What were we going to do with a collection of decommissioned research microscopes? Two scanning electron microscopes, one almost completely disassembled, fluorescence microscopes, once state-of-the-art, that generated the images underpinning the international recognition of a generation of neuroscientists at Flinders University, a whole room of ancillary preparatory equipment and spare parts?
… and then there was all their supporting documentation: schematic diagrams and plans, manuals, advertising brochures, catalogues, certifications of performance, packing lists.
Some of the texts were so powerful, they needed only to be sampled and edited according to a pre-determined rule. Others formed the core of a new piece of writing. And in cases where we lacked any clear documentation, new texts were invented, imagining, re-imagining how things might have been, who might have been involved, how things might look, how things work…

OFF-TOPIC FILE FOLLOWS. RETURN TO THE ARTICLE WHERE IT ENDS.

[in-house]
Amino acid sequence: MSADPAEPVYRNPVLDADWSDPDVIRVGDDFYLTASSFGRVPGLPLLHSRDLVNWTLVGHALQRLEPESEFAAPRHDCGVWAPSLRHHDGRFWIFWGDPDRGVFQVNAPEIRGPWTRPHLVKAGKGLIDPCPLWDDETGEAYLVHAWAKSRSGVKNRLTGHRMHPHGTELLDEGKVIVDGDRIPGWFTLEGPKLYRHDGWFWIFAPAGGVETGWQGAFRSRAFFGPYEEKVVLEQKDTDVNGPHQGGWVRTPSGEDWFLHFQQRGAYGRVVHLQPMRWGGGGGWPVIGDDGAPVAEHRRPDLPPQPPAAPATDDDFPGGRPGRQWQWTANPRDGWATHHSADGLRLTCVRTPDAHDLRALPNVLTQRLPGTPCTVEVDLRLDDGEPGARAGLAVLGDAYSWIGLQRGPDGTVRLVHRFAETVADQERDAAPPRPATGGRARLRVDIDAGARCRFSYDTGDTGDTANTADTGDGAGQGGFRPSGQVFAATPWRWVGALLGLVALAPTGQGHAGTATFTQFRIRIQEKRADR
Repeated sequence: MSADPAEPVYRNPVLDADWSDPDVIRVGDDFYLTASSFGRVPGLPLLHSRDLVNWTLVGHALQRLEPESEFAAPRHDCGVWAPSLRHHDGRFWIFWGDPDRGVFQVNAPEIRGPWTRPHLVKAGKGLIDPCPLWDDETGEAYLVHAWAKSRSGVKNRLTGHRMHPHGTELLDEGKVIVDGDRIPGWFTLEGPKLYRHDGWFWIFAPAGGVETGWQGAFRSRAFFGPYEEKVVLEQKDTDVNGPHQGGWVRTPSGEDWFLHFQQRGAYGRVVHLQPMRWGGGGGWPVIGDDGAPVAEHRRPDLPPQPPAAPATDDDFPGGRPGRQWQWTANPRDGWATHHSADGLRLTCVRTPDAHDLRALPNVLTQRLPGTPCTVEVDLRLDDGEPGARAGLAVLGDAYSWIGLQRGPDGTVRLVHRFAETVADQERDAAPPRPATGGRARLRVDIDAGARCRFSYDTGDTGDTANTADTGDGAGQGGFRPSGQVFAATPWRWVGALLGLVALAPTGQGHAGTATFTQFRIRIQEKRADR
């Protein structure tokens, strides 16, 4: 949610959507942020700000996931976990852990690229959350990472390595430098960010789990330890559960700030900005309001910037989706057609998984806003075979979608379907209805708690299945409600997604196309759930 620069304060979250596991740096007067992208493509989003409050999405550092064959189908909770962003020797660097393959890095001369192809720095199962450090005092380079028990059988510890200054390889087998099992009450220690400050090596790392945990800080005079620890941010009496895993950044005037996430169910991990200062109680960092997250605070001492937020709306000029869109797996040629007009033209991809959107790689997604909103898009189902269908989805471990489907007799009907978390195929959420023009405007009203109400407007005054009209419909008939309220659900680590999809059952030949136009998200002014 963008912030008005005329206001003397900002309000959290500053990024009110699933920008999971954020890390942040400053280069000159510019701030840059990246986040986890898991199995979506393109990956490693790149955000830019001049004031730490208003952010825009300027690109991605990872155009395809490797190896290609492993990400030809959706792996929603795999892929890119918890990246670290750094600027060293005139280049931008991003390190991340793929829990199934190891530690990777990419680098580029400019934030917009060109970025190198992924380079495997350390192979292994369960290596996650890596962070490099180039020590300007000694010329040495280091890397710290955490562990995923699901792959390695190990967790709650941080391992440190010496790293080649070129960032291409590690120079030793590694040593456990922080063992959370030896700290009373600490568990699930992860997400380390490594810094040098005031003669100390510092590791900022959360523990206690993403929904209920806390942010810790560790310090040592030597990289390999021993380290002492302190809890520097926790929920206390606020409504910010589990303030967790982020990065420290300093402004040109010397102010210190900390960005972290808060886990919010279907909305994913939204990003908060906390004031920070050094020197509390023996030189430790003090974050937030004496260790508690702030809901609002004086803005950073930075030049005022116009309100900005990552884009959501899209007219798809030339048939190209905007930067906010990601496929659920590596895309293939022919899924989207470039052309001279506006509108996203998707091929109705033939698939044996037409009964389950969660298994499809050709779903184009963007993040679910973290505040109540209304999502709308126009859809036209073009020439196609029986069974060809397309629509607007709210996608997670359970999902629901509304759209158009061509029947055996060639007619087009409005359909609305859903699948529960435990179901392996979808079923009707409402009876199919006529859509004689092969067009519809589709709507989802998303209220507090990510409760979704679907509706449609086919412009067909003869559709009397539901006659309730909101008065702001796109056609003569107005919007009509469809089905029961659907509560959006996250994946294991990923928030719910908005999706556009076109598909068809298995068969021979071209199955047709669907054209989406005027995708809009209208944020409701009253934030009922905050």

Over more than 12 months, Ian Gibbins, Catherine Truman, Deb Jones, Angela Valamanesh and Nicholas Folland collaborated with these elements in the unique shared environment of The Distillery to create The Microscope Project, exhibited at the Flinders University Art Museum & City Gallery, 26th July – 21st September, 2014, and curated by Fiona Salmon and Madeline Reece.
How Things Work, features poems, fictions and text sampled from the microscope manuals, schematic diagrams and advertising brochures by Ian. The texts are complemented by full colour images by Catherine Truman, Deb Jones and Ian.
Here are some sample pages:
How Things Work is accompanied by a CD Microscope Music featuring several of the texts set to music generated from parts of the microscopes, their images, or even the texts themselves. Listen to Microscope Music here.
You can buy How Things Work and Microscope Music via PayPay at the Shop.